The Frontier Against Slavery was ok, except for a chapter on Kansas that's the product of some really bad historiography then current. Main problem is that I had already taken on everything board the whole argument. Ended up a big nothing.

North of Slavery is off to a great start. Litwack is a good writer and doesn't belabor his point tediously. The material is less well-trod ground for me (and in general; most 19th century antiblack racism studies are about the South) so it's full of new information. Like that time Massachusetts abolished slavery with little controversy, then went back and expelled a few hundred black people from the state for not being from there. Some were foreigners who came as sailors but a good chunk were just people from Rhode Island and Connecticut.

Promptly grabbed that footnote, found out it went to a 19th century source, and grabbed it off Internet Archive.

If I keep up like I have over the last three days, then my whole schedule is shot. I planned based on nine chapters a week, five one chapter days and two two chapter days. Right now I feel good about two chapters every day, but I suspect that's only sustainable with fairly short books. I have two nights where I also read an academic paper, so those are obvious places where I could get burned out.

Either way, my response to setting down a schedule has apparently been "Faster dork! Read! Read! F%@@ your schedule! Go into the bookshelves at night and wreck up the place! Sell the ones without footnotes for parts!"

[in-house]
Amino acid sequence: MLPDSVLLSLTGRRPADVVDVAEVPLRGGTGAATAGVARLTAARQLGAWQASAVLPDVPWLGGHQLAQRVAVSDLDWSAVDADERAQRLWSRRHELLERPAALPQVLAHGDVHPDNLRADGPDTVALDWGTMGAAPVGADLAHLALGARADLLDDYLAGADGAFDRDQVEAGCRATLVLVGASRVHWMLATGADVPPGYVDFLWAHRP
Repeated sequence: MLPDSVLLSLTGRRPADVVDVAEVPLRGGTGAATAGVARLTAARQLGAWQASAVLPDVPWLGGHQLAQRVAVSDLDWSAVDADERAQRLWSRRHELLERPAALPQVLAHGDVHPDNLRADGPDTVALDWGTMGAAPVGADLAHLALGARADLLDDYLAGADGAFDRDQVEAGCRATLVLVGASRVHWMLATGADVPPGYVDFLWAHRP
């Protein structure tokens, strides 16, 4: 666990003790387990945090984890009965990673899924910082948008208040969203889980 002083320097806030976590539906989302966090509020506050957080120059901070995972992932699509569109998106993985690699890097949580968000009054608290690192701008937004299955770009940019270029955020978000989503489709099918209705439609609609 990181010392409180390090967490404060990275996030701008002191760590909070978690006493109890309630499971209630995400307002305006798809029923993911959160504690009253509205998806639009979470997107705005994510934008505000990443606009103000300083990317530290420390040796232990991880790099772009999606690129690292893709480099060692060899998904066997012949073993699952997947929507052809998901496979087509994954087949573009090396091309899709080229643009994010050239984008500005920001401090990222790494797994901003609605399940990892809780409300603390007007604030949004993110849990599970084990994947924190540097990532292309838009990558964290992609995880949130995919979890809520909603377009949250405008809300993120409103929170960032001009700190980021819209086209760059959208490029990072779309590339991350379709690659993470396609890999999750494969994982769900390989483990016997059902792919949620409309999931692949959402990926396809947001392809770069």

Pathfinder Adventure Path Subscriber, Campaign Setting, Modules, Tales Subscriber; Pathfinder Deluxe Comics Subscriber

Hive Monkey by Gareth L Powell. Because sometimes you just got to chill with a book about an uplifted chimpanzee who's gone from powering a MMRPG AI character to fighting inter-dimensional neanderthal assassins while piloting a zeppelin.

Paizo Employee Managing Editor

All my library holds came at once! Looking for something lighter, I sped through The Islands of Chaldea by Diana Wynne Jones (finished by her sister Ursula Jones). I didn't realize until I got to the end that it was completed by another author, which is a mark of success—helped in this case by them having grown up telling stories together and Ursula being a playwright in her own right.

Next was Kalpa Imperial: The Greatest Empire That Never Was by Angélica Gorodischer (translated by Ursula K. Le Guin), which is all lyrical and episodic and sometimes inexplicable and whose stories are bookended by humorous heckling of the audience by the storyteller-narrator.

Now on to Conservation of Shadows by Yoon Ha Lee as a refresher of the Ninefox Gambit universe before the sequel, Raven Stratagem, comes out in July!


John Varley's Titan.